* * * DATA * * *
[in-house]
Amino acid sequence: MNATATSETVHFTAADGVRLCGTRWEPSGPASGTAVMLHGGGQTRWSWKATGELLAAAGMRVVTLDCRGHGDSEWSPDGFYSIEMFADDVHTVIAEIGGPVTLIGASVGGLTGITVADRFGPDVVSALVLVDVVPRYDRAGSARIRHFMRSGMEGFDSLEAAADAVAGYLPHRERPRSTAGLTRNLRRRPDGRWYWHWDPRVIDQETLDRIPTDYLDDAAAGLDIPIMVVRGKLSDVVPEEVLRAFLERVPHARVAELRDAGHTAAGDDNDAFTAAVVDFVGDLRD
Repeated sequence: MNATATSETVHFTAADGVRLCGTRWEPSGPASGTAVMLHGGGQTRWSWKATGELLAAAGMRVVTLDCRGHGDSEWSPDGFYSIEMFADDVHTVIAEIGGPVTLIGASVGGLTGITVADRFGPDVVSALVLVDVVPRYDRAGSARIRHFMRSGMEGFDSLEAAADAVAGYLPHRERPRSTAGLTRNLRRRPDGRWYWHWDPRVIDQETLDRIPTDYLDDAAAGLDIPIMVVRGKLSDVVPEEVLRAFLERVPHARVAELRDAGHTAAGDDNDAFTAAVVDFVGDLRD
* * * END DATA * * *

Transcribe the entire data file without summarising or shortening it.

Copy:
[in-house]
Amino acid sequence: MNATATSETVHFTAADGVRLCGTRWEPSGPASGTAVMLHGGGQTRWSWKATGELLAAAGMRVVTLDCRGHGDSEWSPDGFYSIEMFADDVHTVIAEIGGPVTLIGASVGGLTGITVADRFGPDVVSALVLVDVVPRYDRAGSARIRHFMRSGMEGFDSLEAAADAVAGYLPHRERPRSTAGLTRNLRRRPDGRWYWHWDPRVIDQETLDRIPTDYLDDAAAGLDIPIMVVRGKLSDVVPEEVLRAFLERVPHARVAELRDAGHTAAGDDNDAFTAAVVDFVGDLRD
Repeated sequence: MNATATSETVHFTAADGVRLCGTRWEPSGPASGTAVMLHGGGQTRWSWKATGELLAAAGMRVVTLDCRGHGDSEWSPDGFYSIEMFADDVHTVIAEIGGPVTLIGASVGGLTGITVADRFGPDVVSALVLVDVVPRYDRAGSARIRHFMRSGMEGFDSLEAAADAVAGYLPHRERPRSTAGLTRNLRRRPDGRWYWHWDPRVIDQETLDRIPTDYLDDAAAGLDIPIMVVRGKLSDVVPEEVLRAFLERVPHARVAELRDAGHTAAGDDNDAFTAAVVDFVGDLRD